Please use this identifier to cite or link to this item:
|Scopus||Web of Science®||Altmetric|
|Title:||Resistance to water flow within the sorghum plant|
|Publisher:||American Society of Plant Biologists|
|Conference Name:||Annual Meetings of: American Society of Agronomy, Crop Science Society of America, Soil Science Society of America.|
|Wayne S. Meyer, Joe T. Ritchie|
|Abstract:||Knowledge of the location and magnitude of the resistance to water flow in a plant is fundamental for describing whole plant response to water stress. The reported magnitudes of these resistances vary widely, principally because of the difficulty of measuring water potential within the plant. A number of interrelated experiments are described in which the water potential of a covered, nontranspiring leaf attached to a transpiring sorghum plant (Sorghum bicolor [L.] Moench) was used as a measure of the potential at the root-shoot junction. This allowed a descriptive evaluation of plant resistance to be made.The water potentials of a covered, nontranspiring leaf and a nonabsorbing root in solution, both attached to an otherwise actively transpiring and absorbing plant, were found to be similar. This supported the hypothesis that covered leaf water potential was equilibrating at a point shared by the vascular connections of both leaves and roots, i.e. the nodal complex of the root-shoot junction or crown. The difference in potential between a covered and exposed leaf together with calculated individual leaf transpiration rates were used to evaluate the resistance between the plant crown and the exposed leaf lamina called the connection resistance. There was an apparent decrease in the connection resistance as the transpiration rate increased; this is qualitatively explained as plant capacitance.Assuming that the covered leaf water potential was equal to that in the root xylem at the point of water absorption in the experimental plants with relatively short root axes, calculated radial root resistances were strongly dependent on the transpiration rate. For plants with moderate to high transpiration rates the roots had a slightly larger resistance than the shoots.|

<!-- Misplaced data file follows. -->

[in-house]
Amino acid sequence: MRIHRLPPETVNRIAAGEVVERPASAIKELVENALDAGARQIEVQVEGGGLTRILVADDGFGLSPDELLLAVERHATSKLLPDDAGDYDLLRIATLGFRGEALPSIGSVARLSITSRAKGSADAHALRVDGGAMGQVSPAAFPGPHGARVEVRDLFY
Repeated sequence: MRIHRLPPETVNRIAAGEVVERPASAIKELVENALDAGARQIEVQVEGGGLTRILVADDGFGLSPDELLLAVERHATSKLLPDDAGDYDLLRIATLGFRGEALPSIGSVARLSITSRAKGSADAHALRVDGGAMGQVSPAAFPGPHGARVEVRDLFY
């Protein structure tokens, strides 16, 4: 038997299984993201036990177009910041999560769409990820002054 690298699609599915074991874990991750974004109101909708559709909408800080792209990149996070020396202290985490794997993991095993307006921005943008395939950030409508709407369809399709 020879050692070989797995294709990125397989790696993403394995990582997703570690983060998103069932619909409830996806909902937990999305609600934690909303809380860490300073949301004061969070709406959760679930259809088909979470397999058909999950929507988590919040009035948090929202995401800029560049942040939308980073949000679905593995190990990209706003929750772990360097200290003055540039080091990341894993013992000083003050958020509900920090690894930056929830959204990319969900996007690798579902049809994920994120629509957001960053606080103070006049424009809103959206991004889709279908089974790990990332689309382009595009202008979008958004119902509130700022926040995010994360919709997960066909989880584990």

|Rights:||© 1980 American Society of Plant Biologists|
|Appears in Collections:||Aurora harvest 7|
Ecology, Evolution and Landscape Science publications
Files in This Item:
There are no files associated with this item.
Items in DSpace are protected by copyright, with all rights reserved, unless otherwise indicated.